The theme of openness to those who have different opinions was central once again in Pope Francis’ homily at the Mass in the Ñu Guasu park on Sunday, as it had been on Saturday afternoon in the Leon Condou stadium.
This Sunday Mass in the 120-hectare park was an event where all were welcome and no special tickets were required. Huge numbers of people flooded into the area from Saturday on, and camped out all night, to secure a better position.
Above: pilgrims spending the night by the Ñu Guasu park rest at the foot of the famous statue “La Residenta” statue, showing the Paraguayan woman at the time of the Triple Alliance War – a theme frequently referred to by Pope Francis. Photo: Margaret Hebblethwaite
Francis called on the congregation to abandon an attitude to mission that relies on “plans and programs”, which was a frequent mistake, he said. People often behave “as if we could convert people on the basis of our own arguments”. But “in the mentality of the Gospel, you do not convince people with arguments, strategies or tactics. You convince them by learning how to welcome them.”
He made this more explicit: “The Church is the home of hospitality”, welcoming not only the poor and the sick, but also “welcoming those who do not think as we do”.
The Mass was accompanied by a range of magnificent church music – mostly traditional, but some new and popular – played by the Orquesta Sinfónica Nacional. But the most original and stunning artistic production was the huge "reredos" (pictured), 17 metres high and 40 metres wide, designed by Koki Ruiz. Its yellow and green colours came from 32,000 maize cobs and 200,000 cocos (small coconuts), while pumpkins provided flourishes, and a variety of brown, grey, white and yellow seeds were worked into a portrait of St Ignatius to the right of the altar, and St Francis of Assisi to the left.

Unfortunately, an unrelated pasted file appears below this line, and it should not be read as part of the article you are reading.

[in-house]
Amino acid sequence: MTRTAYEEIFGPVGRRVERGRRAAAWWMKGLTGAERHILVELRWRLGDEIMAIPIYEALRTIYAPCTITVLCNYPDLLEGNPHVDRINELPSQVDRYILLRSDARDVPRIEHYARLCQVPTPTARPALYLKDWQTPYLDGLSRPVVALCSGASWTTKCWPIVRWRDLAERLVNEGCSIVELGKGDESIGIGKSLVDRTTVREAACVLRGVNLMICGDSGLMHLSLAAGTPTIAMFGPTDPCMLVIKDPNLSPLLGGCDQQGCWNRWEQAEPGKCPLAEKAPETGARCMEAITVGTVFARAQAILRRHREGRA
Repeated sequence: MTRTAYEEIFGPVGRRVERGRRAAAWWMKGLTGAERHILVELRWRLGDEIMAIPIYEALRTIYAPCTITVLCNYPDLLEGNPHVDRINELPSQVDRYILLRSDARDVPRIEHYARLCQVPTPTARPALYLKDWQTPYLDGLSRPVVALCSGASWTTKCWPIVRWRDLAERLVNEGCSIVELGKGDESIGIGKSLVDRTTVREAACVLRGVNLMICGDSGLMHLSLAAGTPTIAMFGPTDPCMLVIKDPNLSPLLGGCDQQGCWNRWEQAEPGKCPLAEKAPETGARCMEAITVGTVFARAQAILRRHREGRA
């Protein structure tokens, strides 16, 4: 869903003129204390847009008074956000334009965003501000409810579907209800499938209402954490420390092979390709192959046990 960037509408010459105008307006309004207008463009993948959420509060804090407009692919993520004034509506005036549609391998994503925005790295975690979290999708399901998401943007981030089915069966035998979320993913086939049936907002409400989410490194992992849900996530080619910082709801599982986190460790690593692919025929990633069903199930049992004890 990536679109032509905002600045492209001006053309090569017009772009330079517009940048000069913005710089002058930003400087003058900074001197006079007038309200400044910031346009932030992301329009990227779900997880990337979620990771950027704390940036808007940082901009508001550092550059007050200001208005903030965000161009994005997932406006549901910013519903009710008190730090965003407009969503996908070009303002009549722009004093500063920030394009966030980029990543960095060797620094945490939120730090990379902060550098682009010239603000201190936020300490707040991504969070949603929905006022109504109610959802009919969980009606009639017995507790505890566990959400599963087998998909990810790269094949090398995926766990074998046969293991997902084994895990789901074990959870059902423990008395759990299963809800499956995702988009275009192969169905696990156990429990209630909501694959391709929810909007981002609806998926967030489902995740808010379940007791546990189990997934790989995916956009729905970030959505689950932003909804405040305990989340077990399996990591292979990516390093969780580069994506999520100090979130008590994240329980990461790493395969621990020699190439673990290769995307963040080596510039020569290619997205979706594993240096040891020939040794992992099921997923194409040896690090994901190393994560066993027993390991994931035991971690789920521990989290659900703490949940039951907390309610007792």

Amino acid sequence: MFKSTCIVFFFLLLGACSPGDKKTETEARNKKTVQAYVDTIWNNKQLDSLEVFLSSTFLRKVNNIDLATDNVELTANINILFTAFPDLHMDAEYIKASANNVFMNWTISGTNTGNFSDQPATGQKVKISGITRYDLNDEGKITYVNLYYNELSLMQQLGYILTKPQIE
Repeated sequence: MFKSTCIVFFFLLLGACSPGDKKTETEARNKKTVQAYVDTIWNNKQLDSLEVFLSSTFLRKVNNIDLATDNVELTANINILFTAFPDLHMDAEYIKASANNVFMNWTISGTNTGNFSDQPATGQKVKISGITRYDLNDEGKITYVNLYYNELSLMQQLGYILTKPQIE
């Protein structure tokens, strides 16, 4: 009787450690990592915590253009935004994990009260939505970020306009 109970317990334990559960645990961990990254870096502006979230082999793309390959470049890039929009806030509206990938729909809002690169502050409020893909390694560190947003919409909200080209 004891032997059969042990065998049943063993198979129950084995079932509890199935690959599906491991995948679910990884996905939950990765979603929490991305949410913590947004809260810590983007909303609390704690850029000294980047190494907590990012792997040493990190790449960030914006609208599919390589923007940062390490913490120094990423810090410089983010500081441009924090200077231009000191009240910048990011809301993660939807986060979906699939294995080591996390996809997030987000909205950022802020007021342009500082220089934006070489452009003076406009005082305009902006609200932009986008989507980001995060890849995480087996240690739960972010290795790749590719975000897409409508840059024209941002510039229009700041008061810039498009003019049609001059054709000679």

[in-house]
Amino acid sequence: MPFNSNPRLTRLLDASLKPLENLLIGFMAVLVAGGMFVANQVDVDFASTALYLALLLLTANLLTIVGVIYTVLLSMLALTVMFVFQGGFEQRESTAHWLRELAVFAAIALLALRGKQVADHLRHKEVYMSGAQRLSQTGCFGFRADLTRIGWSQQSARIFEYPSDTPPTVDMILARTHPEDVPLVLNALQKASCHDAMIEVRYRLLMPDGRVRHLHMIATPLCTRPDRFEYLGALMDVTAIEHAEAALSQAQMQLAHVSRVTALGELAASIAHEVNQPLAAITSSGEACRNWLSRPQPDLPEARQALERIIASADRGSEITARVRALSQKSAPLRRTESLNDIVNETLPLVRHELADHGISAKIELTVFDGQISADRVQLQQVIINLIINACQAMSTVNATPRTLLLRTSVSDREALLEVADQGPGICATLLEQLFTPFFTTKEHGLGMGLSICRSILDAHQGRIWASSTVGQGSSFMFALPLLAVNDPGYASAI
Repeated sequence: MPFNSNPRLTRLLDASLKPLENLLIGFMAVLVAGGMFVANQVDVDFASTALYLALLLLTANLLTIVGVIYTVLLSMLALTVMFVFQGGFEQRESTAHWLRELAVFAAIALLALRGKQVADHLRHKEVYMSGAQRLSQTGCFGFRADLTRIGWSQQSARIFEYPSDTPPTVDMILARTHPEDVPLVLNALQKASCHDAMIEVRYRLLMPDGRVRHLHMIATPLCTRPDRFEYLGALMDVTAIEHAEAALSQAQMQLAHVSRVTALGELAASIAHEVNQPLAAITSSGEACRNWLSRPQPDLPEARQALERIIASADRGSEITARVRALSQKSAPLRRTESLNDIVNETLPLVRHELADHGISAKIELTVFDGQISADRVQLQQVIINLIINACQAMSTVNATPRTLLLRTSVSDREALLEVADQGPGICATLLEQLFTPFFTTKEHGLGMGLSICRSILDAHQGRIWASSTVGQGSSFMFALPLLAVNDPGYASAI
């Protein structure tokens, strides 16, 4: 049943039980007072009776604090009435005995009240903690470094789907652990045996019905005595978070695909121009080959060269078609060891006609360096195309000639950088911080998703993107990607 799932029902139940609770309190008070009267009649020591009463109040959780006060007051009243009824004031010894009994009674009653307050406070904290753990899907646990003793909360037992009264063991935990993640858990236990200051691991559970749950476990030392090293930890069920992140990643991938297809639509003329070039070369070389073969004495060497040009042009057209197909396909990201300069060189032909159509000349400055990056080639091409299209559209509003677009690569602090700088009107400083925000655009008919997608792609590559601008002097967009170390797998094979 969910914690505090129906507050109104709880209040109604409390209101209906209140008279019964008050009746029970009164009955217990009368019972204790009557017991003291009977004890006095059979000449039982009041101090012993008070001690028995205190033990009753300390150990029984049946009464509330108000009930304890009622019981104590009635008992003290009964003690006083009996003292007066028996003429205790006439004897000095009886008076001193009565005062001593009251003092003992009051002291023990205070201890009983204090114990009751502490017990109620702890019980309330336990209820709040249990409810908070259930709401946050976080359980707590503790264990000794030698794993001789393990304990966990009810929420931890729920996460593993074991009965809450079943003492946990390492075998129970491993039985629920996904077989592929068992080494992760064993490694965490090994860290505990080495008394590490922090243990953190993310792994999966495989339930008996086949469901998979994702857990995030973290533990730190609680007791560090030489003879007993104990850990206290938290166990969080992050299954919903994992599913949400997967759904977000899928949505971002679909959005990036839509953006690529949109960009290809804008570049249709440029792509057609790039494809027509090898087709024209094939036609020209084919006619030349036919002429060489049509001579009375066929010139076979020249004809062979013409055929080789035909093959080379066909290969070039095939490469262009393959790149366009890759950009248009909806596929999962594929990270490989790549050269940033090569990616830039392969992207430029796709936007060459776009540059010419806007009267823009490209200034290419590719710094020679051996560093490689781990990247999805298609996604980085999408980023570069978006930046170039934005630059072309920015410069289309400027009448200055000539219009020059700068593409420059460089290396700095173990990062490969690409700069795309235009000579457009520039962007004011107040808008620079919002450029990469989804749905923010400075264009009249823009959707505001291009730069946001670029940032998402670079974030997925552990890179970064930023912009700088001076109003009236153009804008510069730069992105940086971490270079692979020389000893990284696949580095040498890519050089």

Above: Reredos of maize, Photo: Margaret Hebblethwaite
The theme of welcome was evident, also, in his early morning visit to the Bañado, the poorest area of the capital, along the banks of the River Paraguay, which suffered extensive flooding and displacement last year. But this time the welcome came from the inhabitants, the Bañadenses, who greeted him with an exuberant rendering of a song from the Misa Guaraní Pyahu: “Come, let’s sing, Francis…, we are all happy together”.
Fr Ireneo Valdez SJ, the parish priest, dressed in an informal baggy cardigan, told him, “Make yourself at home. Welcome home, Papa Francisco”.
Above: Fr Ireneo welcomes Francis. Photo: Margaret Hebblethwaite
The Pope listened with rapt attention as two women from the barrio presented the reality of their lives and their struggles for the opportunity to study and to find work. Some 23,000 families live in these conditions. The principal industry of the Bañadenses is to sort through rubbish in search of glass, plastic and cardboard for recycling. When Angélica Viveros, from the Bañado del Sur, appealed on behalf of those “imprisoned unjustly for the massacre of Curuguaty”, there were cries of support from the crowd, and two banners could be seen with the question “What happened at Curuguaty?” The same slogan featured the night before, on the T-shirt of the Jesuit Pa’i Oliva, as all the Paraguayan Jesuits greeted the Pope in an unscheduled meeting at Cristo Rey church.
Pope Francis’ reply to the Bañadenses focused on the responsibility of Christians to respond to those who were in need. “A faith without solidarity”, he said, “is a dead faith. It is a faith without Christ, without God, without sisters and brothers”. Jesus showed solidarity, he said, in “choosing to live among us”, and he “had no problem in lowering himself, becoming humble”.